Challenge Yourself — Challenge yourself on a daily or weekly basis to remember that you can be a savage. Train BJJ, say the necessary things that need to be said, go for a cold swim or take a cold shower, put yourself in a position that’s uncomfortable. Doing these things will remind you that you’re more capable than what you give yourself credit for.
Resilience has been described as the ability to withstand adversity and bounce back from difficult life events. Times are not easy now. How do we develop greater resilience to withstand the challenges that keep being thrown at us? In this interview series, we are talking to mental health experts, authors, resilience experts, coaches, and business leaders who can talk about how we can develop greater resilience to improve our lives.
As a part of this series, I had the pleasure of interviewing Itamar Marani.
Itamar Marani is an Israeli ex-special forces, was the youngest air marshal in Israel’s history and a Brazilian Jiu Jitsu black belt (ranked top 10 in the world at an amateur level). He now leads elite performance accelerators around mindset for 6–8 figure entrepreneurs. Itamar is a loving husband and devoted father to his 1 year old son and dog.
Thank you so much for joining us! Our readers would love to get to know you a bit better. Can you tell us a bit about your backstory?
My name is Itamar Marani. I was born in Israel, but spent 7 years of my childhood in the US. I served in the Israeli special forces, was the youngest air marshal in the country’s history, am a BJJ black (was ranked top ten in the world at the amateur level) and I now lead an elite performance accelerator focused on conquering fear and mental blocks for 6–8 figure entrepreneurs with online businesses.
I’ve lived in the USA, Brazil, Thailand, Germany, Israel, Vietnam and also spent 1.5 years working on a mega yacht as the chief of security. I’m also a devoted husband and father.
Can you share with us the most interesting story from your career? Can you tell us what lessons or ‘take aways’ you learned from that?
After giving a talk at a conference for entrepreneurs at the end of 2019 I was encouraged to launch a mindset coaching business.
A couple months in, COVID hit shattering my marketing plans and the nearly dozen speaking opportunities I had lined up across the US and Europe.
As soon as it happened I recognized that from a business standpoint, this was the biggest blessing I could ask for.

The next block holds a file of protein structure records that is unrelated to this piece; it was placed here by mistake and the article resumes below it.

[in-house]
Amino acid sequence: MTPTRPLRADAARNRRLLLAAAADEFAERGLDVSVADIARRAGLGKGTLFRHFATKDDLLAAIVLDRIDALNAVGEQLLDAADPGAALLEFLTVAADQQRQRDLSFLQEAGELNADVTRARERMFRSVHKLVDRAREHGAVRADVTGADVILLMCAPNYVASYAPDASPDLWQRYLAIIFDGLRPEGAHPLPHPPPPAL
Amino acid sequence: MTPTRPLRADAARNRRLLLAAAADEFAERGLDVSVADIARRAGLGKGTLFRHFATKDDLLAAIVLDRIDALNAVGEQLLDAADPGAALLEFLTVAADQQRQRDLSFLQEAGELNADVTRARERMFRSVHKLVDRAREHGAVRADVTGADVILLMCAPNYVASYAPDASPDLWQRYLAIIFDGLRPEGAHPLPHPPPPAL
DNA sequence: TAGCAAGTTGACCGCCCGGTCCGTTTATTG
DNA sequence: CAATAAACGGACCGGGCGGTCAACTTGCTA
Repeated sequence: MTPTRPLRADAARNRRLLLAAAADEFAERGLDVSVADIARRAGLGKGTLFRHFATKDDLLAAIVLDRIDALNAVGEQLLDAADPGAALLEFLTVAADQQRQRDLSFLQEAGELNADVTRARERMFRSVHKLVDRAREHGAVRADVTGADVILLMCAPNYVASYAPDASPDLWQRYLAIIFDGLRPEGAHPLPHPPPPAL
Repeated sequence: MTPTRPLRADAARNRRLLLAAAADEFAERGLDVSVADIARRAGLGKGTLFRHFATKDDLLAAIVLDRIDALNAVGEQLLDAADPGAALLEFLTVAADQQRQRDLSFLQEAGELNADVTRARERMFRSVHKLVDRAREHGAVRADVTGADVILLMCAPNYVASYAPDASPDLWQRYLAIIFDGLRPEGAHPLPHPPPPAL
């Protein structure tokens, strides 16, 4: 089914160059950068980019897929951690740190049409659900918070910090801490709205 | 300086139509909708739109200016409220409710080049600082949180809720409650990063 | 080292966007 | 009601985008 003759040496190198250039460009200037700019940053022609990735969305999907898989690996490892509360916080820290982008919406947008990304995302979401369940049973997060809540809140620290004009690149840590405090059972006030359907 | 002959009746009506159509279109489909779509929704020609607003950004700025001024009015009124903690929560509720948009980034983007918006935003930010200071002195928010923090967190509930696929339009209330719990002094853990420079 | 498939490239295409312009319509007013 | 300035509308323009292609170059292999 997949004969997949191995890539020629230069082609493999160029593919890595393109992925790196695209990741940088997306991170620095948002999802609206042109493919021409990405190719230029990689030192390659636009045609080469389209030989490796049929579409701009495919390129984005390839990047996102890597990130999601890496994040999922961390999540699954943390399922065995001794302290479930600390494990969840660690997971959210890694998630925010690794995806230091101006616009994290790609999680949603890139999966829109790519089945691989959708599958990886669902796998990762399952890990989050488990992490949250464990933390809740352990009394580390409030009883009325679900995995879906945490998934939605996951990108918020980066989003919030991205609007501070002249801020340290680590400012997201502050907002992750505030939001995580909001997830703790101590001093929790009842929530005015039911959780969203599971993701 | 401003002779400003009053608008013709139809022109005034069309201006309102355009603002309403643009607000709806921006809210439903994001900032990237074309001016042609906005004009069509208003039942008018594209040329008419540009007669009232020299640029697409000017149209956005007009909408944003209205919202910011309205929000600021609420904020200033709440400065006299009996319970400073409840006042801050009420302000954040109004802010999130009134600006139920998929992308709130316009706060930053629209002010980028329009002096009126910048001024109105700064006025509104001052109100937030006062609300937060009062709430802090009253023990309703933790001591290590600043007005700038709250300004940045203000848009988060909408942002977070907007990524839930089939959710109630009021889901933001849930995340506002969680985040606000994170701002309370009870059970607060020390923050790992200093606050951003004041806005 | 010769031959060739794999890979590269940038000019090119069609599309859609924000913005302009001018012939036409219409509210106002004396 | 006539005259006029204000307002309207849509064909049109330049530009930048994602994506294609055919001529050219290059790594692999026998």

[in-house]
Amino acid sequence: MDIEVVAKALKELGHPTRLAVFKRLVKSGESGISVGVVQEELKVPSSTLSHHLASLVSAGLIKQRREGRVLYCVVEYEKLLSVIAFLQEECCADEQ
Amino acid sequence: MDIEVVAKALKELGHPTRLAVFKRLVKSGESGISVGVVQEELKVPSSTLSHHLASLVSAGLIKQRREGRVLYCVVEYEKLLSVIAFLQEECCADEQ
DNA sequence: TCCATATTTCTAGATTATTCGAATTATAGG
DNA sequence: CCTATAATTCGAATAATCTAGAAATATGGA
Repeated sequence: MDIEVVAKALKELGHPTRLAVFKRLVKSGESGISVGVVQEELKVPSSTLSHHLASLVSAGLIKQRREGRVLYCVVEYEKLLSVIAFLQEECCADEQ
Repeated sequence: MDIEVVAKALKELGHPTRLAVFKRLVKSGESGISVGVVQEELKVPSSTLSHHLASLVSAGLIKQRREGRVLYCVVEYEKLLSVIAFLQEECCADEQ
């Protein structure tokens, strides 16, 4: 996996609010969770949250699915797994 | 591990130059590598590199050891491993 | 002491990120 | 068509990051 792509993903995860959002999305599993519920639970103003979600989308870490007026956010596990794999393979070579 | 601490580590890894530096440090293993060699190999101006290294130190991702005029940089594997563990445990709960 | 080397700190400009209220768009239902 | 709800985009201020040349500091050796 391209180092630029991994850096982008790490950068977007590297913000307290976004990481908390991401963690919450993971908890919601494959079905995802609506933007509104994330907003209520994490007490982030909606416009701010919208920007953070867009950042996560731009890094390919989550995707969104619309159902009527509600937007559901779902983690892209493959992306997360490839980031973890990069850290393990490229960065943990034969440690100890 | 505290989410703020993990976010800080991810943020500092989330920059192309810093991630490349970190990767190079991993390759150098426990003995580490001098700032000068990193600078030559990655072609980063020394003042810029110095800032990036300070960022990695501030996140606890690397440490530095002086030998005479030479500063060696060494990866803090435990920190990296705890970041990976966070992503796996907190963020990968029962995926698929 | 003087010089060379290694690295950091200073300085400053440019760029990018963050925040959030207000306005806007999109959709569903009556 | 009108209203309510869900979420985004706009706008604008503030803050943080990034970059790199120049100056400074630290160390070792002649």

I realized that there would be a time of turbulence where people would need to have their head on straight to take advantage of the new opportunities that would emerge.
I transitioned to a fully online vehicle and aggressively put myself out there. I created a free 5-week Covid Crisis Mastermind that consisted of 11 groups of 6–8 figure entrepreneurs, gave many virtual talks and offered as much value as I could to as many entrepreneurs as possible.
Within 5 months of the business launching it hit 6 figures in profit which was a great relief as my wife and I had just discovered that we’d soon be expecting our first born.
The main lesson is that if you’re trying to grow, chaos can be your friend. Even if the pie as a whole will shrink, there will be even less people focused enough to keep their seat at the table… and that’s your opportunity.
The second key lesson is to not expect things to be fair. Most of the effort I put out during March and April of 2020 got me nothing in return. Talks that I stayed up late to give, masterminds groups I led, one-on-one consultations that didn’t create any sales for the business.
If I had cared about what was “fair” or not that would have frustrated me and I probably would’ve stopped. However fair wasn’t on my radar. The only thing I cared about providing for my growing family so providing outsized value to get what I wanted was something I was entirely at peace with.
What do you think makes your company stand out? Can you share a story?
Most performance accelerators or high performance coaches in the civilian world focus on motivation. They try to pump people up with mantras, tricks and various routines to get them motivated and hopefully achieve peak performance.
While it might work for a week it never lasts. It’s a motivational bandaid that eventually falls off. People fall back to their baseline soon after the motivational high wears off.
What we do differently is that we focus on addition through subtraction. Instead of motivating people, we focus on resolving their internal fears, doubts, mental blocks and insecurities — the internal friction that people usually have to get really motivated to push through.
That way, even when they have normal day-to-day “mediocre” motivation they can still take massive action because the internal friction isn’t there to stop them.